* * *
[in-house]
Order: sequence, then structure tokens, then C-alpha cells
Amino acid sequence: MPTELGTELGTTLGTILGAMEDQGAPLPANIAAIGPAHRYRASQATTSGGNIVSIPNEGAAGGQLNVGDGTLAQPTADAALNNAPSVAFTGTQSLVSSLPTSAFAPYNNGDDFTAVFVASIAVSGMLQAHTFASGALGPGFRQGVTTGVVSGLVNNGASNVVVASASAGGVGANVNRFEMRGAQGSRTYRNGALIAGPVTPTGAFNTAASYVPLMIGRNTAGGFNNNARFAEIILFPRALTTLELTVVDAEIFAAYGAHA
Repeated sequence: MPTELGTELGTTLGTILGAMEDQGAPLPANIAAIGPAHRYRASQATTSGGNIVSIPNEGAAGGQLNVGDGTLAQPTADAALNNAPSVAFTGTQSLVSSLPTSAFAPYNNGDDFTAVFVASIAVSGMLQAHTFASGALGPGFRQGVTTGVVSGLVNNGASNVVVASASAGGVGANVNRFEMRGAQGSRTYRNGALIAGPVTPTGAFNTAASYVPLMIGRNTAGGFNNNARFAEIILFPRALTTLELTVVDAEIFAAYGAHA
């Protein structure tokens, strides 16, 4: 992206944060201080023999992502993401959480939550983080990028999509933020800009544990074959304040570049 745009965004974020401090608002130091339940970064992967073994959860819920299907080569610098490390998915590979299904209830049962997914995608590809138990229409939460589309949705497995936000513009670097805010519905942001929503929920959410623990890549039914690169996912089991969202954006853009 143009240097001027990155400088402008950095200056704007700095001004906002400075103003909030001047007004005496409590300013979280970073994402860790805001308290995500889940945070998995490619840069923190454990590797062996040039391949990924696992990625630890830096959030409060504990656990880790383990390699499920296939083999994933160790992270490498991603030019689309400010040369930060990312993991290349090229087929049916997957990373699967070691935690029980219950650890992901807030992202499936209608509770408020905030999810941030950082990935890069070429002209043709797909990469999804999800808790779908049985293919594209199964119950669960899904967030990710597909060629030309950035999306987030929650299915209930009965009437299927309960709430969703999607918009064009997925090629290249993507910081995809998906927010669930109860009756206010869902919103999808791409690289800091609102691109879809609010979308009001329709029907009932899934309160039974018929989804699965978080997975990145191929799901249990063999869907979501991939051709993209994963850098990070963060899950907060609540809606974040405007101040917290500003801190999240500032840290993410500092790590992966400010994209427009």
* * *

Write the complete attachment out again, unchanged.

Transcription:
[in-house]
Order: sequence, then structure tokens, then C-alpha cells
Amino acid sequence: MPTELGTELGTTLGTILGAMEDQGAPLPANIAAIGPAHRYRASQATTSGGNIVSIPNEGAAGGQLNVGDGTLAQPTADAALNNAPSVAFTGTQSLVSSLPTSAFAPYNNGDDFTAVFVASIAVSGMLQAHTFASGALGPGFRQGVTTGVVSGLVNNGASNVVVASASAGGVGANVNRFEMRGAQGSRTYRNGALIAGPVTPTGAFNTAASYVPLMIGRNTAGGFNNNARFAEIILFPRALTTLELTVVDAEIFAAYGAHA
Repeated sequence: MPTELGTELGTTLGTILGAMEDQGAPLPANIAAIGPAHRYRASQATTSGGNIVSIPNEGAAGGQLNVGDGTLAQPTADAALNNAPSVAFTGTQSLVSSLPTSAFAPYNNGDDFTAVFVASIAVSGMLQAHTFASGALGPGFRQGVTTGVVSGLVNNGASNVVVASASAGGVGANVNRFEMRGAQGSRTYRNGALIAGPVTPTGAFNTAASYVPLMIGRNTAGGFNNNARFAEIILFPRALTTLELTVVDAEIFAAYGAHA
């Protein structure tokens, strides 16, 4: 992206944060201080023999992502993401959480939550983080990028999509933020800009544990074959304040570049 745009965004974020401090608002130091339940970064992967073994959860819920299907080569610098490390998915590979299904209830049962997914995608590809138990229409939460589309949705497995936000513009670097805010519905942001929503929920959410623990890549039914690169996912089991969202954006853009 143009240097001027990155400088402008950095200056704007700095001004906002400075103003909030001047007004005496409590300013979280970073994402860790805001308290995500889940945070998995490619840069923190454990590797062996040039391949990924696992990625630890830096959030409060504990656990880790383990390699499920296939083999994933160790992270490498991603030019689309400010040369930060990312993991290349090229087929049916997957990373699967070691935690029980219950650890992901807030992202499936209608509770408020905030999810941030950082990935890069070429002209043709797909990469999804999800808790779908049985293919594209199964119950669960899904967030990710597909060629030309950035999306987030929650299915209930009965009437299927309960709430969703999607918009064009997925090629290249993507910081995809998906927010669930109860009756206010869902919103999808791409690289800091609102691109879809609010979308009001329709029907009932899934309160039974018929989804699965978080997975990145191929799901249990063999869907979501991939051709993209994963850098990070963060899950907060609540809606974040405007101040917290500003801190999240500032840290993410500092790590992966400010994209427009």